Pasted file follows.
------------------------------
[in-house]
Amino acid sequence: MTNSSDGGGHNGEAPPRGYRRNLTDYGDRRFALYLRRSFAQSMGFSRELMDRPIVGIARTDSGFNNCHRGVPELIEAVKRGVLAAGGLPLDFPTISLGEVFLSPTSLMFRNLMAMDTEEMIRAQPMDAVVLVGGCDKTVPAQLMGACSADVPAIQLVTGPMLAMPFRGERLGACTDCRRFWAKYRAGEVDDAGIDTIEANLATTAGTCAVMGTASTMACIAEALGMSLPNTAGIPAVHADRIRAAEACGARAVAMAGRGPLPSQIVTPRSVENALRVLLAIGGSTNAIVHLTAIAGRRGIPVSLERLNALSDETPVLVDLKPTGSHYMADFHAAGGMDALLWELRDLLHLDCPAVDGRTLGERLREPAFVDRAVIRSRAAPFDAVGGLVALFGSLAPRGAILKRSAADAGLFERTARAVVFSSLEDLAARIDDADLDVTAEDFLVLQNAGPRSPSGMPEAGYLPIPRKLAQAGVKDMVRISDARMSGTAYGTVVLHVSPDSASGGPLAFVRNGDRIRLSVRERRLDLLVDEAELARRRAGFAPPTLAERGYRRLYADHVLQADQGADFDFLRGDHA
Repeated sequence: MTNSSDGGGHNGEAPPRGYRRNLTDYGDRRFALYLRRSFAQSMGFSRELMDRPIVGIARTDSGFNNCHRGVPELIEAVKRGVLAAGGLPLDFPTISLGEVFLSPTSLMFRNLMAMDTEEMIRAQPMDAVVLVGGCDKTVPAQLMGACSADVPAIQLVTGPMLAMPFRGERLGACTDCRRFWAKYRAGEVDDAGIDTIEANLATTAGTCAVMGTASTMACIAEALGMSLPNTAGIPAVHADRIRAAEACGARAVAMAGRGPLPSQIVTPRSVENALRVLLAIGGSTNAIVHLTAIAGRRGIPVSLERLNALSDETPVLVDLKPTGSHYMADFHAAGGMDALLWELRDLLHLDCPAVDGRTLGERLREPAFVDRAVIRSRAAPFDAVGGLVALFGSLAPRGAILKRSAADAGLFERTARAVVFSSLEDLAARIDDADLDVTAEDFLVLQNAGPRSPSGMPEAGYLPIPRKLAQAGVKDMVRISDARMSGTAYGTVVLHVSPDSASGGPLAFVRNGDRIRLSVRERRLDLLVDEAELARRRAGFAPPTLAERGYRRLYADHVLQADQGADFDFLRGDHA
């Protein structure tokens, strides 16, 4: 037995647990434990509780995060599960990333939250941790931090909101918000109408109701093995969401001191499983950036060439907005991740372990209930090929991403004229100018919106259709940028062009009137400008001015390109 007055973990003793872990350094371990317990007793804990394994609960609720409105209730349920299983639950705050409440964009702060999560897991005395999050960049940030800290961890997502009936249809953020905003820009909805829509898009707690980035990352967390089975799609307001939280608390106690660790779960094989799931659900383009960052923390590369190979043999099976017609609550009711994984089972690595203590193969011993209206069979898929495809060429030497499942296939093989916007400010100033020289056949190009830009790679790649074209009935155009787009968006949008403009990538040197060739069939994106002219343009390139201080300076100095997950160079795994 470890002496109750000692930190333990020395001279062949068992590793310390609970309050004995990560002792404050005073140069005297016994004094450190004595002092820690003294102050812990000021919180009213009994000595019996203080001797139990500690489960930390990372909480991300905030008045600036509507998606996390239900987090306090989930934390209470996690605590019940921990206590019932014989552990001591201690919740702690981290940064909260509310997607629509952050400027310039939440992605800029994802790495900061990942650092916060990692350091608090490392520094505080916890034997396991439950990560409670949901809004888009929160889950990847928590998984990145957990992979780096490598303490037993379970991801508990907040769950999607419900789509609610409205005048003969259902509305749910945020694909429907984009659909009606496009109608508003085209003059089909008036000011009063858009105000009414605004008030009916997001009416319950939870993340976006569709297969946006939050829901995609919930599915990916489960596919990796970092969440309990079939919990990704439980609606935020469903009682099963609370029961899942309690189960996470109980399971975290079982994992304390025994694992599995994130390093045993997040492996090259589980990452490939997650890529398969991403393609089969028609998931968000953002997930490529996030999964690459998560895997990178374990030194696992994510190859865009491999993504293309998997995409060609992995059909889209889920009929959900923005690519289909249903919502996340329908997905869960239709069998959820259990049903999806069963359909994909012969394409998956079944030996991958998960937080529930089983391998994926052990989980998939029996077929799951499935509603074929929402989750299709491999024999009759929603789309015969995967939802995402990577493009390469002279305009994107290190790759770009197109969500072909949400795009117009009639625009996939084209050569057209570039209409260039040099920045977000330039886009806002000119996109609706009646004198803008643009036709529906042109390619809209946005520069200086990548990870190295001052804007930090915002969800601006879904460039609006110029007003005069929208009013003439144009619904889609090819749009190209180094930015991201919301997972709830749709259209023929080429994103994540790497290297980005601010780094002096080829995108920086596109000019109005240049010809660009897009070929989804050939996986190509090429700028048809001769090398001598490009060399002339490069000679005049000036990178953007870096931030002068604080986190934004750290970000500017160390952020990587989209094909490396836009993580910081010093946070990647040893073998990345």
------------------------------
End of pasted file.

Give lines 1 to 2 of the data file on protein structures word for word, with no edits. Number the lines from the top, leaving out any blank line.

[in-house]
Amino acid sequence: MTNSSDGGGHNGEAPPRGYRRNLTDYGDRRFALYLRRSFAQSMGFSRELMDRPIVGIARTDSGFNNCHRGVPELIEAVKRGVLAAGGLPLDFPTISLGEVFLSPTSLMFRNLMAMDTEEMIRAQPMDAVVLVGGCDKTVPAQLMGACSADVPAIQLVTGPMLAMPFRGERLGACTDCRRFWAKYRAGEVDDAGIDTIEANLATTAGTCAVMGTASTMACIAEALGMSLPNTAGIPAVHADRIRAAEACGARAVAMAGRGPLPSQIVTPRSVENALRVLLAIGGSTNAIVHLTAIAGRRGIPVSLERLNALSDETPVLVDLKPTGSHYMADFHAAGGMDALLWELRDLLHLDCPAVDGRTLGERLREPAFVDRAVIRSRAAPFDAVGGLVALFGSLAPRGAILKRSAADAGLFERTARAVVFSSLEDLAARIDDADLDVTAEDFLVLQNAGPRSPSGMPEAGYLPIPRKLAQAGVKDMVRISDARMSGTAYGTVVLHVSPDSASGGPLAFVRNGDRIRLSVRERRLDLLVDEAELARRRAGFAPPTLAERGYRRLYADHVLQADQGADFDFLRGDHA